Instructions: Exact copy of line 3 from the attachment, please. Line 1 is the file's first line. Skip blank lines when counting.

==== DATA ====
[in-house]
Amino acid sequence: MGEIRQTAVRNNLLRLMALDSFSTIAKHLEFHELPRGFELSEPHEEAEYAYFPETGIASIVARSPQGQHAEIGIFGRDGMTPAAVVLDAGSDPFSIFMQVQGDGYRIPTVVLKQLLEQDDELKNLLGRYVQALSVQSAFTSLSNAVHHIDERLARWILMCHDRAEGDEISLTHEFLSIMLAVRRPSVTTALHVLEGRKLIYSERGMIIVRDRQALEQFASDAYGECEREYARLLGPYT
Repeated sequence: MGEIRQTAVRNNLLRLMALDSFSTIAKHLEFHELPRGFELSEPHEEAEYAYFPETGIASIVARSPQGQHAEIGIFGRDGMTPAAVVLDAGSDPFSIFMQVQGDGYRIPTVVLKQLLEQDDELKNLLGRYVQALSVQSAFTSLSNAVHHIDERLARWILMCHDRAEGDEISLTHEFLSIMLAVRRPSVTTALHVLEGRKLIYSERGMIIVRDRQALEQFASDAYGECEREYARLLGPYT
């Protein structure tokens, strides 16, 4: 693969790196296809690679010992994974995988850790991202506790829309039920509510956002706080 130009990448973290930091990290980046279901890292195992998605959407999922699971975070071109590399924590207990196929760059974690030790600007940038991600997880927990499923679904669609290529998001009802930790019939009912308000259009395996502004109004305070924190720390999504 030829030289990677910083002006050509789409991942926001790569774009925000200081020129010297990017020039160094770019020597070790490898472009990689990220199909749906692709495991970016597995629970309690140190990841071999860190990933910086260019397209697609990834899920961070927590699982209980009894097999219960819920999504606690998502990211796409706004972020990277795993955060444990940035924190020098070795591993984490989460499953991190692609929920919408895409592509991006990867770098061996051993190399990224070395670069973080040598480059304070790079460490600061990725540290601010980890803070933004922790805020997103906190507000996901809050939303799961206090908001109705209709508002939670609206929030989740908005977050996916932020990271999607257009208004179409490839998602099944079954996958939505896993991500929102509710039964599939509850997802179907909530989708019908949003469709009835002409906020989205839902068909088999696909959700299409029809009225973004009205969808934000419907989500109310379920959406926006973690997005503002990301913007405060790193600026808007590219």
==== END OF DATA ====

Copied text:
Repeated sequence: MGEIRQTAVRNNLLRLMALDSFSTIAKHLEFHELPRGFELSEPHEEAEYAYFPETGIASIVARSPQGQHAEIGIFGRDGMTPAAVVLDAGSDPFSIFMQVQGDGYRIPTVVLKQLLEQDDELKNLLGRYVQALSVQSAFTSLSNAVHHIDERLARWILMCHDRAEGDEISLTHEFLSIMLAVRRPSVTTALHVLEGRKLIYSERGMIIVRDRQALEQFASDAYGECEREYARLLGPYT